When a dozen Americans visited Beppu, Oita Prefecture, in early October they weren’t heading for the city’s renowned hot springs.

They were on an art collectors tour sponsored by a U.S. gallery to check out an exhibition of works by the prefecture’s bamboo craft artists.

A number of works at the international conference hall were sold, fetching prices ranging “around ¥500,000 to ¥1.2 million,” according to an exhibition organizer.

Such handicrafts, called “kogei,” are not limited to bamboo articles. They include ceramics, fine “urushi” lacquer designs and silk fabrics.

Kogei has often been translated into English as “crafts,” and such works don’t fit exactly into the category of fine arts in the West. Against this backdrop, they have been perceived as occupying a lower station than that granted “art.”

But in Japan they form a class of their own, as an applied art, with some masters honored by the government as living national treasures.

At the Beppu exhibition, held Oct. 8, one of the works sold was a flower basket titled “Sazanamibashi” by Hajime Nakatomi, 36, from the city of Yufu.

The basket features delicate wickerwork patterns in the form of an arch from the bottom to the sides interlaced with crisscrossing fine lines of bamboo threads colored in green and black. Its form blends contemporary design and traditional artistry.

The 80-cm-long work could be used as a flower basket, but it carried a price tag more befitting a work of art.

Its buyer, who requested anonymity, described it as “gorgeous and strong” yet “elegant and modest.” Perceiving the work as a unique form of contemporary art, she said she fell in love with it at first sight.

Nakatomi said he starts out by making bamboo threads and typically needs one to two months to produce a basket, depending on its size. It is not something that one can make in large numbers over a short period of time.

He said bamboo is “a hard-to-handle material and is difficult to force into unusual shapes.”

“I sometimes think it would be much easier to use other materials,” he added.

Regarding bamboo kogei, “there aren’t many aficionados in Japan, but I feel I am allowed to live by giving life to bamboo,” Nakatomi said. “I am grateful to collectors from abroad who understand (my work).”

Kogei exhibitions have been held in recent years in London, Paris and other overseas venues, where they have drawn strong interest from collectors.

Joe Earle, director of the Japan Society, a New York-based organization promoting exchanges between Japan and the United States, said collectors who are used to paying tens of thousands of dollars for contemporary art pieces are surprised by the relatively low prices of kogei works.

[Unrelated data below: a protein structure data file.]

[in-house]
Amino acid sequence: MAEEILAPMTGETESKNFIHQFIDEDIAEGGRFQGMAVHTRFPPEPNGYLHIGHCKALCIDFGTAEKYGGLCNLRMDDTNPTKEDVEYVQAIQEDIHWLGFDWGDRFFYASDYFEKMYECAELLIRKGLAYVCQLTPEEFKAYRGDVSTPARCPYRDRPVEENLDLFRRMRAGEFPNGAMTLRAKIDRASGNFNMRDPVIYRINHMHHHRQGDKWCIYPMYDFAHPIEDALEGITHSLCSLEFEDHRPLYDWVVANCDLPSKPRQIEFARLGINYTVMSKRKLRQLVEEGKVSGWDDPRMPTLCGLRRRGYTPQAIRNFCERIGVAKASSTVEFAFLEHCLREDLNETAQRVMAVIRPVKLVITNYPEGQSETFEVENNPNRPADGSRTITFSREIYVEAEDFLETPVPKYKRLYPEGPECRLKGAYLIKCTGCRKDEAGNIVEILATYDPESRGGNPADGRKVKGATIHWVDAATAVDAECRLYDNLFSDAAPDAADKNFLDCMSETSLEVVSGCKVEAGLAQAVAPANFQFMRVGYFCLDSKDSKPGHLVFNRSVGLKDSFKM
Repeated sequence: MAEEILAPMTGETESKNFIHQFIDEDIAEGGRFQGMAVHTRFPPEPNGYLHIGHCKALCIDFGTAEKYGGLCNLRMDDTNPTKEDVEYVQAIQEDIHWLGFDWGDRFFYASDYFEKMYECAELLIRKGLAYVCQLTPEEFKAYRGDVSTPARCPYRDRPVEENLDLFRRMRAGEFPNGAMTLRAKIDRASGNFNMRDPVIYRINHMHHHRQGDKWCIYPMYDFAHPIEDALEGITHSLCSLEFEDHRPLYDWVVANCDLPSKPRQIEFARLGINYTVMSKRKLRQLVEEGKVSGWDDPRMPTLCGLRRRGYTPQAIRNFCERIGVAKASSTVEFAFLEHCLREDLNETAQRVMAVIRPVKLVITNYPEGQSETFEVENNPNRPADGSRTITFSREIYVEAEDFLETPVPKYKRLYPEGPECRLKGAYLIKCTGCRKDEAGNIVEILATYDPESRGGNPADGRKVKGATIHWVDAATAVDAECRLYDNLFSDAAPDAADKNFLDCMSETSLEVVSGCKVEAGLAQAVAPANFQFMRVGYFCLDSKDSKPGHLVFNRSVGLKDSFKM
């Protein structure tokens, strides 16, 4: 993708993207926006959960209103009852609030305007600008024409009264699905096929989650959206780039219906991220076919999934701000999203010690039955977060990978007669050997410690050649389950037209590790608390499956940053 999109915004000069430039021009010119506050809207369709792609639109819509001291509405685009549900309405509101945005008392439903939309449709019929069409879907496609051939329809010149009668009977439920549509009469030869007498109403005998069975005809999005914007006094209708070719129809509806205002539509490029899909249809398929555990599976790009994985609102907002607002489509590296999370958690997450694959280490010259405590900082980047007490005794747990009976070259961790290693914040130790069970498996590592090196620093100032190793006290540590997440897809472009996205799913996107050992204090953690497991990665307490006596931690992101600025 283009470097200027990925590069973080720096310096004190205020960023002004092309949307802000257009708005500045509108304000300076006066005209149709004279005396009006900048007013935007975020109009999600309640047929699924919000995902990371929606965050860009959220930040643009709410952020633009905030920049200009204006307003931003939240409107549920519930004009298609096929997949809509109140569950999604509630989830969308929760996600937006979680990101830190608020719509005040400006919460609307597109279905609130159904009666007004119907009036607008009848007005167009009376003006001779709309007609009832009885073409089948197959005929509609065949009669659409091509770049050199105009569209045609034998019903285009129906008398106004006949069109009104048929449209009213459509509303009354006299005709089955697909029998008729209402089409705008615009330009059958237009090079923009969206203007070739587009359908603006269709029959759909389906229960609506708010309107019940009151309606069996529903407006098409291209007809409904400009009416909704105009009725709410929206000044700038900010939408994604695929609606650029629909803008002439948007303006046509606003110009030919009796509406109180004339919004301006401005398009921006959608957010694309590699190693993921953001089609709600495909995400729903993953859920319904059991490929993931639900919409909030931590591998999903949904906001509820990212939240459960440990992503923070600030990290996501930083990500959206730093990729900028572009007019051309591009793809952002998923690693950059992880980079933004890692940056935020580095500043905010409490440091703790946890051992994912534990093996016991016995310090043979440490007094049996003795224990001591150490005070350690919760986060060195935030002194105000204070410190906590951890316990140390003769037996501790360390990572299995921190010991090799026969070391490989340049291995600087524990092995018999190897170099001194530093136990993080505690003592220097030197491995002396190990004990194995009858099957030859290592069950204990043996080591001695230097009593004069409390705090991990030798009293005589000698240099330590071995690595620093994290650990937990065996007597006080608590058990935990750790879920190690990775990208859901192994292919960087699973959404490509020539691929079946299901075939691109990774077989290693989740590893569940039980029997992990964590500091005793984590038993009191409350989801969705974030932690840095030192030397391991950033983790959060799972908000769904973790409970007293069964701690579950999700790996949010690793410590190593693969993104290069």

He cited one of his acquaintances, an art collector, who mistook the $3,800 price tag for a piece of earthenware by a Japanese artist for $38,000. Once the collector was assured the price was in fact a tenth of what he thought, he snapped it up, according to Earle.

He said accomplished artists will definitely find success if they hold exhibitions in cities such as New York and Chicago.

Support for kogei artists has also been growing in Japan. The National Museum of Modern Art in Tokyo is taking the initiative in promoting exhibitions and expanding marketing channels with the support of the National Museum of Art.

Apart from those central government affiliates, local governments are extending support to reinvigorate the kogei art scene. The city of Kanazawa, Ishikawa Prefecture, held its first contemporary art exhibition earlier this year, titled “First International Triennale of Kogei in Kanazawa.”

Kenji Kaneko, director of the Ibaraki Ceramic Art Museum, said kogei in Japan may be drawing renewed attention in the West because “traditions similar to kogei that harnessed materials and fabrics to exploit their features using sophisticated techniques are gone in large parts of Europe as a result of the Industrial Revolution, which replaced craft industries with machine-based manufacturing.”

“For contemporary art that places emphasis on concept, a good material is one that can be controlled and conquered to realize an idea,” said Misato Fudo, chief curator of the 21st Century Museum of Contemporary Art, located in Kanazawa.

“Kogei begins with materials. It’s probably the beauty of striking a balance between conforming to the nature of a material and exploiting its qualities that is enchanting Western people in the 21st century,” she said.

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